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I am confused between the Transformation and Normalization/Standardization, The basic understanding I have is Transformation: will be used in situation when we have skewness in data and to distribute the data to be like Gaussian. Normalization is used to rescale the data between 0 and 1 and make it Gaussian. what exactly does it differentiate the Transformation from Normalization?

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    $\begingroup$ Your characterization of normalization is self-contradictory: one cannot reasonably aim to place data within a given range and make them approximately Gaussian. Although "normalization" is a generic term, in the majority of questions asked about it, the concept is merely a linear transformation to place the range of the data within a given interval such as $[0,1],$ without any consideration of how the data might be distributed within that interval. Search our site for (many) examples. "Standardization" is a linear transformation to center the distribution and make it of unit variance. $\endgroup$
    – whuber
    Jan 24 '19 at 14:39
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Normalization is not from the word "normal" as in normal distribution, rather it is related to a norm concept in mathematics, which is made equal to 1. Compare this to orthonormality. Hence, normalization in data science is scaling the data in a such a way that its variance becomes 1, and the mean is zero. Sometimes, it also means using the range instead of the standard deviation.

This operation does not make data normal or Gaussian. This is scaling and shifting, and Gaussian distribution remains Gaussian after this. Which means that if after normalization/standardization your data is Gaussian, then it was already Gaussian in the first place, and that all you did was make it standard normal.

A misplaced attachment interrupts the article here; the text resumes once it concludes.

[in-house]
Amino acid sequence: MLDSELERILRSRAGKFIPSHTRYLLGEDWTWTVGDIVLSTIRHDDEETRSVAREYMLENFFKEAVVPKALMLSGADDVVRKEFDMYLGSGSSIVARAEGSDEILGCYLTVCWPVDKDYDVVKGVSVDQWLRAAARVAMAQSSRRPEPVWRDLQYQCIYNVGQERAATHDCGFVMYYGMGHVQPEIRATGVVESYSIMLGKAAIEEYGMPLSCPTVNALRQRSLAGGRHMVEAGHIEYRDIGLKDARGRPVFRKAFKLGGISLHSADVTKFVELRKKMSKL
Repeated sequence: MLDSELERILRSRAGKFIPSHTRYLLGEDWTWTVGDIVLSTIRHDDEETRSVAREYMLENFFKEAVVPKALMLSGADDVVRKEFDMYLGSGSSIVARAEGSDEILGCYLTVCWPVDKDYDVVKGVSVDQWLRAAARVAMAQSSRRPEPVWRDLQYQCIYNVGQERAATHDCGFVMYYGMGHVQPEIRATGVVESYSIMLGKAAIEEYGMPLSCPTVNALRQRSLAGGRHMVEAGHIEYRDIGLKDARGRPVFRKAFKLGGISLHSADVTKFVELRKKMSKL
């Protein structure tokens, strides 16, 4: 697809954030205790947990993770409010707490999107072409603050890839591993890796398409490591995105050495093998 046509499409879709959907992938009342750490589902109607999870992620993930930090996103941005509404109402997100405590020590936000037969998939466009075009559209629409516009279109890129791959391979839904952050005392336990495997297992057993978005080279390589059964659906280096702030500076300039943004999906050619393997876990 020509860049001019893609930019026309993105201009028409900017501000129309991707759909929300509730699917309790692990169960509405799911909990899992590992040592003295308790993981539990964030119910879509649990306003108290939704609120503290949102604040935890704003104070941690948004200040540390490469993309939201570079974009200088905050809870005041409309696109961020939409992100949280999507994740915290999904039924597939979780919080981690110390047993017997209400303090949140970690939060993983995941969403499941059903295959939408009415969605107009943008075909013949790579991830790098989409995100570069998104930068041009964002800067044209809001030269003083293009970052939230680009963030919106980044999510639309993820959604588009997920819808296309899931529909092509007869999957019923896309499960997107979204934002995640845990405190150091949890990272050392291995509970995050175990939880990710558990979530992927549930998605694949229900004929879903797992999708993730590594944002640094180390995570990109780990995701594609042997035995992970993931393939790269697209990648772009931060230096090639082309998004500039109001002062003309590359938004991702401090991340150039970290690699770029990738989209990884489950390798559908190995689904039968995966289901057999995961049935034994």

What you called "transformation" is a very generic term, which includes normalization discussed above. There are some transformations that will make some data normal. For instance, the lognormal inputs data will become normal after logarithmic transformation. The Box-Cox transformation (which includes log transform) can make some data look like normal, meaning that it will be more symmetrical bell-shaped. It's not a magic wand that will make any data Gaussian though. It doesn't always work well.

Finally, in machine learning the main reason to normalize the data is not to make it like normal distribution. The reason is related to intricacies of the optimization algorithms used. It turns out that these algorithms work best when all variables (features) are in the same scale. So, you "standardize" the input data whichever way is most appropriate, such as scaling/shifting by mean and standard deviation, scaling by range to get all data into 0 to 1 interval etc.

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